Since most ransomware is delivered via malware found in phishing emails, users need to be trained to not click on those emails. Even with the most advanced perimeter network protections, malicious actors use creative ways to reach users undetected. Ransomware attacks cause downtime, data loss, possible intellectual property theft, and in certain industries an attack is considered a data breach. In other words, ransomware has the potential to ruin any organization that is unprepared.

Through cybersecurity awareness training, organizations help users get up to speed with their IT security procedures, policies, and best practices. While this education is necessary and essential it is not enough.

As long as cybercriminals view ransomware as profitable they will continue to launch attacks. The reason is that while data is valuable, they are typically not so interested in the data as they are in the bitcoins they hope to get from the victim. Bitcoin accounts for approximately 98% of ransomware payments. With the blockchain revolution in full effect and the price of bitcoin rising, organizations need the tools to combat this new reality.

Defend and Protect against Malware

The best way to deal with a malware attack is to avoid getting infected in the first place. While that sounds easy in theory it is extremely difficult if your adversary has access to zero-day exploits — attacks that exploit a previously-unknown vulnerability in a computer application. Basically, you can’t guard against the unknown.

Think of your network as a secured bank located near a busy and high crime train station. Unbeknown to you, the train station provides a secret entrance into your vault. A zero-day is that secret entrance into your most important vault. You were never concerned about the entrance because you were not aware of it.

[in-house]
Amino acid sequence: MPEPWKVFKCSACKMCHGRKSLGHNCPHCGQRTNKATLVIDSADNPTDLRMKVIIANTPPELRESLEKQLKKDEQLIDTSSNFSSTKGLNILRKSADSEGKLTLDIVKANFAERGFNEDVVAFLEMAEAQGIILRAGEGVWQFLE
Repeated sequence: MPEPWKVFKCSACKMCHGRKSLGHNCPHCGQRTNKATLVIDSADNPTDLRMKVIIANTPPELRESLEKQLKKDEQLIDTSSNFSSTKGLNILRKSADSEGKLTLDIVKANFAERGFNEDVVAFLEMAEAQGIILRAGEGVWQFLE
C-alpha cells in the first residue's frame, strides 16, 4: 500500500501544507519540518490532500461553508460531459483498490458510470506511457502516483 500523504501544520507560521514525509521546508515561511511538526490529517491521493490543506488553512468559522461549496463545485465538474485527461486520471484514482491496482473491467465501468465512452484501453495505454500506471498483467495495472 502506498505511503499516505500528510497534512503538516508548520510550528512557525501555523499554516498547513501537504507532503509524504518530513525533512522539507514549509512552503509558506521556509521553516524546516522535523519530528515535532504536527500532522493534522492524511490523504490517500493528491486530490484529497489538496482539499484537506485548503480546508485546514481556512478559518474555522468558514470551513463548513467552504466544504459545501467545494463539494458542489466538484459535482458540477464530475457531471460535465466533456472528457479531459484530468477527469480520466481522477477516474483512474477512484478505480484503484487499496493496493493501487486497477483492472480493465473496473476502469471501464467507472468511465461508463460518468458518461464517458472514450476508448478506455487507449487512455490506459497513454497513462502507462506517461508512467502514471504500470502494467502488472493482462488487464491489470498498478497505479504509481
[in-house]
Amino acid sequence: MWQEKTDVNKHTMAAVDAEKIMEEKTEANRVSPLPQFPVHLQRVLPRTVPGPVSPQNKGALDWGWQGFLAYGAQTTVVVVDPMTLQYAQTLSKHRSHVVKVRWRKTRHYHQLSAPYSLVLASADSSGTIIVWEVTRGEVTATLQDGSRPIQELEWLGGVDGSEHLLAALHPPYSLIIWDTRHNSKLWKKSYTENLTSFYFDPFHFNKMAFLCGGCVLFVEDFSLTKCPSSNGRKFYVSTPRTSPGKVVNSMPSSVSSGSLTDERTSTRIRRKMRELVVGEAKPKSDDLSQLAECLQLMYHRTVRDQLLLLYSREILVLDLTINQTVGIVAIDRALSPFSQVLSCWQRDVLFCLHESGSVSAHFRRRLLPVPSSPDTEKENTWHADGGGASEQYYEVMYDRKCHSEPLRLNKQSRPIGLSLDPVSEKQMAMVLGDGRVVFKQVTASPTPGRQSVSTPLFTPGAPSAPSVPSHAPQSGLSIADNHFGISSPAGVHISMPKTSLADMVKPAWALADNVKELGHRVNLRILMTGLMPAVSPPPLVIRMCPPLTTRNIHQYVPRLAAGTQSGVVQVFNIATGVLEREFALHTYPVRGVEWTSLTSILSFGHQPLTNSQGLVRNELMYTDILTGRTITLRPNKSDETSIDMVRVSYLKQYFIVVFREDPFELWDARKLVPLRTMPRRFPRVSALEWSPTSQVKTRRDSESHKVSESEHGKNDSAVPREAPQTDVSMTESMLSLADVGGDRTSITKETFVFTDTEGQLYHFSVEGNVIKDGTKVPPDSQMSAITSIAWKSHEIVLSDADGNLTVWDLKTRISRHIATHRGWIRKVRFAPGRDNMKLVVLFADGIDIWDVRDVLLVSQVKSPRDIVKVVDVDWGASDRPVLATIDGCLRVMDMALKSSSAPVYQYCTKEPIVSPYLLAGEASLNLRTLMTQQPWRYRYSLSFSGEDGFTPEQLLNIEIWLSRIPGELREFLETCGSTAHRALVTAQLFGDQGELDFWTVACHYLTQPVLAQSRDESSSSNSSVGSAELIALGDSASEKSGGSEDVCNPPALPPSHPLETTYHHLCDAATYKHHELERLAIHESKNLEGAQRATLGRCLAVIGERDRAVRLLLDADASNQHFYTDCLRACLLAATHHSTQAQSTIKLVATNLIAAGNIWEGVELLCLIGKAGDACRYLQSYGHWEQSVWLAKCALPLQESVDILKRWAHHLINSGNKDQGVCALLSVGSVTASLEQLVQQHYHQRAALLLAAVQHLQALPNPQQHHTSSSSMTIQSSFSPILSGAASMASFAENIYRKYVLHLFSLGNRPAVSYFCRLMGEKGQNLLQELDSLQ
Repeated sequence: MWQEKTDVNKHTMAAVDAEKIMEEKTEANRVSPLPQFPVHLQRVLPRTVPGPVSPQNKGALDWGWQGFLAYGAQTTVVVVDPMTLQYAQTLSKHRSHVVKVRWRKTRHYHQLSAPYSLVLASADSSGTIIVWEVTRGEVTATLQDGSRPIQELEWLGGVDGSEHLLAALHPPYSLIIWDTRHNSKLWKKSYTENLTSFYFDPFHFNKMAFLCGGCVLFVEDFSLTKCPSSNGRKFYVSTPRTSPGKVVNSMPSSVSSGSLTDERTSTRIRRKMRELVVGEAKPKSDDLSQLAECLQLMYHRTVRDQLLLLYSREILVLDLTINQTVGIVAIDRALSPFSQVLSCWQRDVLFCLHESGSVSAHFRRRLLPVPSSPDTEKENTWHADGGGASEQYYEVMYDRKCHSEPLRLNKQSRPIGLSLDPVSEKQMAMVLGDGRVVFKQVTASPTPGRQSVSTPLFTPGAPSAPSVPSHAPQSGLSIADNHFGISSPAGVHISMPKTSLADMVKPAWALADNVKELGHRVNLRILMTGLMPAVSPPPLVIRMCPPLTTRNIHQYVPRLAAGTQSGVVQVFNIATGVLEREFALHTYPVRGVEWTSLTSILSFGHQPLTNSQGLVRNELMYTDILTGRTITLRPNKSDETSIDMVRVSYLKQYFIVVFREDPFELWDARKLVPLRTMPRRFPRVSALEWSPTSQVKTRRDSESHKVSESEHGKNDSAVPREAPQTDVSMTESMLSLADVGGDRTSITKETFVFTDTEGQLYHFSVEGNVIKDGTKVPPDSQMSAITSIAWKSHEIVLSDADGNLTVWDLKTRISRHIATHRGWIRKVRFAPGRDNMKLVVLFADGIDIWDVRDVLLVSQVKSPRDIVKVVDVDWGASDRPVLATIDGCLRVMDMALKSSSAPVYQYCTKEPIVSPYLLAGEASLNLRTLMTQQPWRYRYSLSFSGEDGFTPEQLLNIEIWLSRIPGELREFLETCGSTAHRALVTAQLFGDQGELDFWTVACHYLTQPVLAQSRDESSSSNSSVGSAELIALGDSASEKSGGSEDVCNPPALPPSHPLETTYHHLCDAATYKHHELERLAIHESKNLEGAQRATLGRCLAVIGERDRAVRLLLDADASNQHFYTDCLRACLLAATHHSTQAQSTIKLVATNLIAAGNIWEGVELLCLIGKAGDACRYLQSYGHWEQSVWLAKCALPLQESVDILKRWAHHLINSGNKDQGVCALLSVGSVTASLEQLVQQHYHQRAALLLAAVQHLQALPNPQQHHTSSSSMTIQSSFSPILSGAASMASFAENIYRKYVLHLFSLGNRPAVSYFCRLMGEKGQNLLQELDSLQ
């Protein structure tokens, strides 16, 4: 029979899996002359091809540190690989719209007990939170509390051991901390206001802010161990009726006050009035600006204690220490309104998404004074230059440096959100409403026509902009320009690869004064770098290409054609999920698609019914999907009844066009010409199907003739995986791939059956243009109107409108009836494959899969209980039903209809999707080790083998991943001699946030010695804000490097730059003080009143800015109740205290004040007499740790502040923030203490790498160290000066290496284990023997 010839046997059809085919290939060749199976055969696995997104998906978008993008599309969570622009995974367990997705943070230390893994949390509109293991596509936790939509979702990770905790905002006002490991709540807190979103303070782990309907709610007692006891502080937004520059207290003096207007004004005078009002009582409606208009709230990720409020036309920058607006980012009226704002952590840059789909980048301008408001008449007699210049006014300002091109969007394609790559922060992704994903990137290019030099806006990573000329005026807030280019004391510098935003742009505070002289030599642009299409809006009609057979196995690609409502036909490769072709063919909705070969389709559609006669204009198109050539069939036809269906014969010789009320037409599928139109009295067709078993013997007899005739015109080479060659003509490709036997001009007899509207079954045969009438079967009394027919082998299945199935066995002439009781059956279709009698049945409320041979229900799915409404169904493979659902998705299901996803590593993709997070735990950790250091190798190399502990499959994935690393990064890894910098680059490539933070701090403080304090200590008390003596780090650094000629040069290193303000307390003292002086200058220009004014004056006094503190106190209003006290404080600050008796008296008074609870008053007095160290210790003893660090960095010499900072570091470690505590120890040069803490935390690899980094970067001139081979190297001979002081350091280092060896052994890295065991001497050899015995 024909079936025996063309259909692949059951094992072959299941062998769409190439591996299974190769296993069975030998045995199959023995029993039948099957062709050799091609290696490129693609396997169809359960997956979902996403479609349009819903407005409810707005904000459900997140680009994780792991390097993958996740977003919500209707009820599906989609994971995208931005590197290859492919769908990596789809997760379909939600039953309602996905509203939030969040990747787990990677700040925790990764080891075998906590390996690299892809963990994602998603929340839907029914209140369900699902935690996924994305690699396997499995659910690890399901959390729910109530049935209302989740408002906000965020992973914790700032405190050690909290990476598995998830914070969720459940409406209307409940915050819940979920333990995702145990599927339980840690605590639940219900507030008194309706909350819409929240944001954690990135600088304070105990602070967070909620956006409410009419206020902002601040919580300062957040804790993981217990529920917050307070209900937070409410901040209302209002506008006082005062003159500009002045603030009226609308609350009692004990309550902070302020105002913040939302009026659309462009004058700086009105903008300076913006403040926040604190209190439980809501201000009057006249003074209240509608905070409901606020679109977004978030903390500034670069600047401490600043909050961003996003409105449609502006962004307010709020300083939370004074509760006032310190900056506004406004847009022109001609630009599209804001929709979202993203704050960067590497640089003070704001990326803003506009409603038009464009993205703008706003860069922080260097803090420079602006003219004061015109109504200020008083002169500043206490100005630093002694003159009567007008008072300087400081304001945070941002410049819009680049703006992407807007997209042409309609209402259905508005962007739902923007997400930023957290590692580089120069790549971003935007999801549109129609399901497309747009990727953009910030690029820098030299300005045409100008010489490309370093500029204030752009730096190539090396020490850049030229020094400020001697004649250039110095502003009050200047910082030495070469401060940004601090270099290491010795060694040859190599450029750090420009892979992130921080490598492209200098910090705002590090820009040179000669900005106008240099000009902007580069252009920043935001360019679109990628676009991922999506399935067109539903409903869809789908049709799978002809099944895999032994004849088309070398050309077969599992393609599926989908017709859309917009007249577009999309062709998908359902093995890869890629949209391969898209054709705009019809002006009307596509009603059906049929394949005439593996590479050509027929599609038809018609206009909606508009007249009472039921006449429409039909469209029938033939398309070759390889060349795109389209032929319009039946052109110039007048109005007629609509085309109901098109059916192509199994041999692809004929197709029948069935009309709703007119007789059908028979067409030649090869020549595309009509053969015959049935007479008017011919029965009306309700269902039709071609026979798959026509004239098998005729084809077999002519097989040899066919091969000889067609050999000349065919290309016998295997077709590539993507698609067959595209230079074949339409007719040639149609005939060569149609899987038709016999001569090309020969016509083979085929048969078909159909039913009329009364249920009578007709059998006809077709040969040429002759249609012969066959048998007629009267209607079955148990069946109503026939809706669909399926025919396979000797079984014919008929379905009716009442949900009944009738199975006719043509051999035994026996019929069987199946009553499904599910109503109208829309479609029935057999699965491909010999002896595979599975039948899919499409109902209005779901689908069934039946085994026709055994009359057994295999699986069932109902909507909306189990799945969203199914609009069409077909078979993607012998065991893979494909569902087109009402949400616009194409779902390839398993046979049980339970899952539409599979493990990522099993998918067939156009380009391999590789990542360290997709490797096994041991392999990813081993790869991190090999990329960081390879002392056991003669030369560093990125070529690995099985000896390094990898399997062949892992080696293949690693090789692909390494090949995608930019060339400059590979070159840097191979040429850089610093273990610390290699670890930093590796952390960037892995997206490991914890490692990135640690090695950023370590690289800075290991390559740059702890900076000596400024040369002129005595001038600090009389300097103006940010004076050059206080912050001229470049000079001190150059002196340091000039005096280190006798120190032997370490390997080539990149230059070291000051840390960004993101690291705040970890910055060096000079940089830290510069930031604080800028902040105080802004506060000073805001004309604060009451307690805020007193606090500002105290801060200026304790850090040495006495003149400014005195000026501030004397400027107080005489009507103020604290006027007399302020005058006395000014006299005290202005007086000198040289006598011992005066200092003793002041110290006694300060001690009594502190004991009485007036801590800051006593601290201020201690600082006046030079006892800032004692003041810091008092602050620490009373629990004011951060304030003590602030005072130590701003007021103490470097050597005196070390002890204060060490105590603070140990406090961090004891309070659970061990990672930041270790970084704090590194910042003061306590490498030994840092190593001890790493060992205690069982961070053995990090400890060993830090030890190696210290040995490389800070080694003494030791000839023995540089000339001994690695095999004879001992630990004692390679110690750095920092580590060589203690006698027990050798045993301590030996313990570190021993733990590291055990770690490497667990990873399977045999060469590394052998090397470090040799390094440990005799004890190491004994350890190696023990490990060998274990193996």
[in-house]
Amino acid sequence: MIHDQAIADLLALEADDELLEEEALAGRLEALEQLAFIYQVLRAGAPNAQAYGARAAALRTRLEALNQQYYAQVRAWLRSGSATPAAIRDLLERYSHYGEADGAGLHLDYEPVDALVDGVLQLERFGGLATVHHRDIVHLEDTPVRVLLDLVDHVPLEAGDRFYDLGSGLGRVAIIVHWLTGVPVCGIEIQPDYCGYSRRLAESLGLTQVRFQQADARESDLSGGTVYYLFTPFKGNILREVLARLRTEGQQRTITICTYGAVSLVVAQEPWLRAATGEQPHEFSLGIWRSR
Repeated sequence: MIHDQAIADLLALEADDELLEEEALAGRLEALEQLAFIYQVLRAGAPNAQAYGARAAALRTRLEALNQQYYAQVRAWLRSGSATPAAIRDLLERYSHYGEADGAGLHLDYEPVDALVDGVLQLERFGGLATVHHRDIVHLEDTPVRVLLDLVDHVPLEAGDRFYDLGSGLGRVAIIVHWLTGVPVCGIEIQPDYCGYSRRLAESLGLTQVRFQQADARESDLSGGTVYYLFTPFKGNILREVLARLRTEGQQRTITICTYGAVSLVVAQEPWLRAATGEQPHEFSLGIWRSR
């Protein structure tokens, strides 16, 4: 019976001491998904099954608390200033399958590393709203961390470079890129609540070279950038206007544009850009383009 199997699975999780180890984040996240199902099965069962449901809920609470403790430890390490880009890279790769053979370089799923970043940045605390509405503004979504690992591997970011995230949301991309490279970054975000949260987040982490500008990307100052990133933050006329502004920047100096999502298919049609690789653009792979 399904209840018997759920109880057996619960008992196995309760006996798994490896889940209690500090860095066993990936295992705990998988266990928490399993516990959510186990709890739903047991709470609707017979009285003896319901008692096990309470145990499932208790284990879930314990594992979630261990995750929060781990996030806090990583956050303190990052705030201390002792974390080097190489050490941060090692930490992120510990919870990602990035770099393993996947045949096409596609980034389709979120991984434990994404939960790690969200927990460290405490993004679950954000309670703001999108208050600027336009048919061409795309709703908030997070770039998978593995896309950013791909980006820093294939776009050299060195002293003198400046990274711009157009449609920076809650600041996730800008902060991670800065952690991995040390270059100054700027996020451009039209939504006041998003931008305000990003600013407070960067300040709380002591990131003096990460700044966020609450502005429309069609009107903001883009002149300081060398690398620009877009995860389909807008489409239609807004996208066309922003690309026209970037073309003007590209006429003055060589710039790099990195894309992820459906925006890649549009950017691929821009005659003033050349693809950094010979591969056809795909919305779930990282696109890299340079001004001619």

A strong security posture takes more than having the right defenses in place, you also need to establish solid plans to ensure you react to any breach in the right way. The strong move is to take what action you can to guard against these attacks while employing the best tools on the market.

In a world with evolving cybersecurity threats, trust is not an option. That is why the zero-trust security model is becoming the norm. Moving to a zero-trust model helps counter the security threats created by disintegrating network boundaries, insider exploits, and ransomware by locking down access rights in a more disciplined manner than ever before. Doing so leaves far smaller margins for unauthorized entry and nefarious activity.

Zero Trust Security is effective but you need to address legacy networks. In plain English, the dynamic cyber-threat landscape has made legacy security infrastructures ineffective. That is why it is critical to identify your valuable assets and define identity-based “micro-segments” around them to create multiple junctions and inspection points that block malicious or unauthorized lateral movement so that in the event of a breach, the threat is easily contained and isolated.